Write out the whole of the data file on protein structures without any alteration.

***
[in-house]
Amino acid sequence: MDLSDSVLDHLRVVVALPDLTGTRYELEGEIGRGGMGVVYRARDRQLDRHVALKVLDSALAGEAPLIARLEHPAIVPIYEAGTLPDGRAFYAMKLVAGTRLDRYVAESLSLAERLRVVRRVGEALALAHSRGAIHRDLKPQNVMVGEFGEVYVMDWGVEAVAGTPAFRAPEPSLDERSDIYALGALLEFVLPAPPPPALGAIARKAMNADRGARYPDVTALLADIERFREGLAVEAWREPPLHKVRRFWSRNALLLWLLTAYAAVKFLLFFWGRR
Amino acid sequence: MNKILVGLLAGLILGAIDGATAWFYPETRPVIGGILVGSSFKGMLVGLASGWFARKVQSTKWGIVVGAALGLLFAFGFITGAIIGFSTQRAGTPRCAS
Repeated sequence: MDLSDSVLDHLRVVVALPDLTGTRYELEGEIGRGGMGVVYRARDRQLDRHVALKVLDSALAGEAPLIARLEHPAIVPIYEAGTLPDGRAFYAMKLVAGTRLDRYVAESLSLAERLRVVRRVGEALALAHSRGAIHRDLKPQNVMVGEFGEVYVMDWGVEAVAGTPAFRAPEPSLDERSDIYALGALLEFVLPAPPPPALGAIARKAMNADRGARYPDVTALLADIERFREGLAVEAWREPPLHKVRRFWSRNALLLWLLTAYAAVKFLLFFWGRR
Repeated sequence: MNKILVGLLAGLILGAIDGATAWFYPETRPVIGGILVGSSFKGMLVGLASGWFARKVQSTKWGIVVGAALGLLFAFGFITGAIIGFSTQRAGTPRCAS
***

[in-house]
Amino acid sequence: MDLSDSVLDHLRVVVALPDLTGTRYELEGEIGRGGMGVVYRARDRQLDRHVALKVLDSALAGEAPLIARLEHPAIVPIYEAGTLPDGRAFYAMKLVAGTRLDRYVAESLSLAERLRVVRRVGEALALAHSRGAIHRDLKPQNVMVGEFGEVYVMDWGVEAVAGTPAFRAPEPSLDERSDIYALGALLEFVLPAPPPPALGAIARKAMNADRGARYPDVTALLADIERFREGLAVEAWREPPLHKVRRFWSRNALLLWLLTAYAAVKFLLFFWGRR
Amino acid sequence: MNKILVGLLAGLILGAIDGATAWFYPETRPVIGGILVGSSFKGMLVGLASGWFARKVQSTKWGIVVGAALGLLFAFGFITGAIIGFSTQRAGTPRCAS
Repeated sequence: MDLSDSVLDHLRVVVALPDLTGTRYELEGEIGRGGMGVVYRARDRQLDRHVALKVLDSALAGEAPLIARLEHPAIVPIYEAGTLPDGRAFYAMKLVAGTRLDRYVAESLSLAERLRVVRRVGEALALAHSRGAIHRDLKPQNVMVGEFGEVYVMDWGVEAVAGTPAFRAPEPSLDERSDIYALGALLEFVLPAPPPPALGAIARKAMNADRGARYPDVTALLADIERFREGLAVEAWREPPLHKVRRFWSRNALLLWLLTAYAAVKFLLFFWGRR
Repeated sequence: MNKILVGLLAGLILGAIDGATAWFYPETRPVIGGILVGSSFKGMLVGLASGWFARKVQSTKWGIVVGAALGLLFAFGFITGAIIGFSTQRAGTPRCAS